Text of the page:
Conference “From the Blank Page to the Silver Screen 4: Opening pages, opening shots” - Université du Maine (Le Mans, France) - 21-22 June 2012
Whether it be presented as a prologue or alluded to in the credits, integrated in the opening sequence or developed in a flash-back, the incipit of a novel represents the first narrative and mise-en-scene enigma to the director whose film is based on the adaptation of a literary text. Philippe Sohet suggests that the incipit is not a stable form, for its function has changed over the years, depending on the cultural contexts and the discursive strategies of the genre, proposing various expressive modes to the opening topos (Philippe Sohet, Images du récit, Québec, Presses universitaires du Québec, 2007). The incipit contains the fictional codes that establish the reading pact between the author and the reader, contributing to the intimacy implicit in the autobiographical mode or announcing the transgression of the fictional codes in “postmodern works”.
The fourth edition of “From the Blank Page to the Silver Screen” will promote the study of adaptation through a “magnifying glance” at the first page. The perspective epitomized by the theme of the conference “Opening pages, opening shots” raises the issue of the “adaptation pact” as illustrated by the film incipit – the credits or the first sequences defining the “viewing pact” of the work. In her seminal work on film adaptation, Rethinking the Novel/Film Debate, Kamilla Elliott closely examines the interaction between text and image in the illustrated edition of Thackeray’s Vanity Fair: how does the illustration (often integrated into the text itself, intertwining with the first letter of the text) program or contradict one’s reading? Though Elliott uses this example to insist that historically, the novel has often included images, just as the film has historically included text (in the form of intertitles), the juxtaposition of opening images and opening texts is a promising one. Considering that the incipit clarifies the nature of the writing and allows a classification of the genre, what strategies are used to hook the viewer in the first seconds of a film? What effect do these choices have on the narrative and dramatic structure of the adapted film?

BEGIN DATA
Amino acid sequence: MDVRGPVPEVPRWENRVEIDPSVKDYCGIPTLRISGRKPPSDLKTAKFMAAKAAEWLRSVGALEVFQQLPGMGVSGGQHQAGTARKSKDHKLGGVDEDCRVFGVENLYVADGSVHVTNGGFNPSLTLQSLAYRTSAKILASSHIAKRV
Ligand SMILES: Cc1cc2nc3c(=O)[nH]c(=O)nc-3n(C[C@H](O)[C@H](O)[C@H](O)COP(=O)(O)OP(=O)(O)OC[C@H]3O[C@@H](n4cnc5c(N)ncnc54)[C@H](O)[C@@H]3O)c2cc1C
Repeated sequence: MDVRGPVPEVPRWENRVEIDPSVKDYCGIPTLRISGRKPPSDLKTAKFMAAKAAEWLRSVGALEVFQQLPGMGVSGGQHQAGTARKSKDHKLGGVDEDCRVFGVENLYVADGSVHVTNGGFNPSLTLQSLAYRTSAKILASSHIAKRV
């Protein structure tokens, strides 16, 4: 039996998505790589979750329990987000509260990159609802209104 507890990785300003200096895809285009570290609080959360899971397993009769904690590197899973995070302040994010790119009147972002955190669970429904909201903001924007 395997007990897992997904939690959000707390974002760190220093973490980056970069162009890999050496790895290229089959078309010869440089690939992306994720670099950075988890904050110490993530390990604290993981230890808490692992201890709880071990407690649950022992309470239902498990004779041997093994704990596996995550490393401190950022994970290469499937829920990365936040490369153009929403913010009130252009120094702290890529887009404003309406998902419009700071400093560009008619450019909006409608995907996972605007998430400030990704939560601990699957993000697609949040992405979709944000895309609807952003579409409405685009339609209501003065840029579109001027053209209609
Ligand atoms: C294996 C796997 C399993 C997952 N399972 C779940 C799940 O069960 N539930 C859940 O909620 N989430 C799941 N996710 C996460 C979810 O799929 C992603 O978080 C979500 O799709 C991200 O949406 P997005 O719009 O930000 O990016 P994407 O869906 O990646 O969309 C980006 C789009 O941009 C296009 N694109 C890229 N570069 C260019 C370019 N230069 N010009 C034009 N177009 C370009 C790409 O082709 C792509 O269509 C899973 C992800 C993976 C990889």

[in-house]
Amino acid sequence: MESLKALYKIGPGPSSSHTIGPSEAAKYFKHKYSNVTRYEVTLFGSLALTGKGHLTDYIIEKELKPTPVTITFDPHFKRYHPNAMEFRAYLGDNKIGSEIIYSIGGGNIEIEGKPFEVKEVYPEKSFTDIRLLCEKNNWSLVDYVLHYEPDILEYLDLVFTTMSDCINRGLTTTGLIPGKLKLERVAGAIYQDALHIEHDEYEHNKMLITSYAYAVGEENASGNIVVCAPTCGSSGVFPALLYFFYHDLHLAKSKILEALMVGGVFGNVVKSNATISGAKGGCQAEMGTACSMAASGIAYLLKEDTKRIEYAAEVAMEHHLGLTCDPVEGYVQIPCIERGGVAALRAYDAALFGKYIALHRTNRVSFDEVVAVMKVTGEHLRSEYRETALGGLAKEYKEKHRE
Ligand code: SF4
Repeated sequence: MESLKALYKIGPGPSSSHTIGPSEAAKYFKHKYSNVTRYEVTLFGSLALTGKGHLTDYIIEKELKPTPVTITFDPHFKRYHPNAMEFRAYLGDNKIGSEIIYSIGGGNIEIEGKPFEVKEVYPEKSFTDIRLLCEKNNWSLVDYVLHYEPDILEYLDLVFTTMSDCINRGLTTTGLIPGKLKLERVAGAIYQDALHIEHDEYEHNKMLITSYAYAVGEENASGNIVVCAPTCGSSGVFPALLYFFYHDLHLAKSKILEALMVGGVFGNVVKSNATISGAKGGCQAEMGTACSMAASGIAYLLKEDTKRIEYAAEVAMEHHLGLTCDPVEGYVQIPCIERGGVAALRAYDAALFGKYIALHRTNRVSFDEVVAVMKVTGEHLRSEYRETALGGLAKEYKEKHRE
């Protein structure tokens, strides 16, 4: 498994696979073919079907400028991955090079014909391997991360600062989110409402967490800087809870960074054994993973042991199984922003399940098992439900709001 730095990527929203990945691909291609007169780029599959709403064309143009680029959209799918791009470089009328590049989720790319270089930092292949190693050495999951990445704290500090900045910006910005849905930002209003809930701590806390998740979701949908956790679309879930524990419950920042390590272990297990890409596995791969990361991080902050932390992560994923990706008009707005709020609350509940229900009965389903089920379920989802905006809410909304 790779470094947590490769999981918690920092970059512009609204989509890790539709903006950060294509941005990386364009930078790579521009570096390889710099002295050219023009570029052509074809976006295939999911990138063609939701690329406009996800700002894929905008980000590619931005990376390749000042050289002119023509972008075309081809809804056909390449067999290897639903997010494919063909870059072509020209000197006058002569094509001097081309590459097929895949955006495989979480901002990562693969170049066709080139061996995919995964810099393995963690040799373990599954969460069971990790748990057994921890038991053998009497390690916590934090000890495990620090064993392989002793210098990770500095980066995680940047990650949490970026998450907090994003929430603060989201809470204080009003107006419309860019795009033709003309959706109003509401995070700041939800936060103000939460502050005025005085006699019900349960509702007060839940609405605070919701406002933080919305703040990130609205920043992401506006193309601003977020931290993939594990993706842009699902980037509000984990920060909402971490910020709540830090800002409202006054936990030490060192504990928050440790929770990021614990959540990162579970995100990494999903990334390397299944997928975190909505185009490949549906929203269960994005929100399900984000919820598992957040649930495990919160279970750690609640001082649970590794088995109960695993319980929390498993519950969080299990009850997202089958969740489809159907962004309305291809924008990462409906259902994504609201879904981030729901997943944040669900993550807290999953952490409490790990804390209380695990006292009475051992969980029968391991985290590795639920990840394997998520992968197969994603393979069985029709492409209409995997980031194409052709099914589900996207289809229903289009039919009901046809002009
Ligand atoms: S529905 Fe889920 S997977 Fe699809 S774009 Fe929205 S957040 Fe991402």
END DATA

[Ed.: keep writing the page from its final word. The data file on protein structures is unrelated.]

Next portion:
Possible avenues for exploration:
- Opening credits as texts to be read or seen (for example in the text scrolling over a black screen that opens Bladerunner, explaining the existence of replicants, or conversely the images that supplant the text in the credits of Farenheit 451)
- The introductory nature of the opening images and lines of text (establishing shots that recall the opening lines of the BBC’s Pride and Prejudice) and lure encapsulated in the first minutes (a male silhouette hobbling on crutches towards the audience at the beginning of Double Indemniy)
- The problem of “leaving one’s mark” and the authorship of the work (the author’s voice resounding through Kenneth Branagh’s adaptation of Henry V, where Derek Jacobi’s quiet recitation of the prologue seeks to differenciate the film with Olivier’s famous opening; the novelist and screenwriter’s participation in directing Smoke)
- The means of appropriation used in remakes (the mixture of references to previous adaptations as well as to the source text in different versions of The Postman Always Rings Twice)
- The conflict between credits, opening sequence, and source text (as in Soylent Green, whose first images sum up and evacuate the political elements of the novel Make Room! Make Room!)
- The different strategies used to enter the fiction (according to its genre, its time, its source texts).
- The cultural, narrative, commercial markers of books written in a foreign language and adapted to Anglo-American cinema.
Proposals (250 words) should be sent by November 15, 2011 to Shannon Wells-Lassagne firstname.lastname@example.org and Delphine Letort email@example.com
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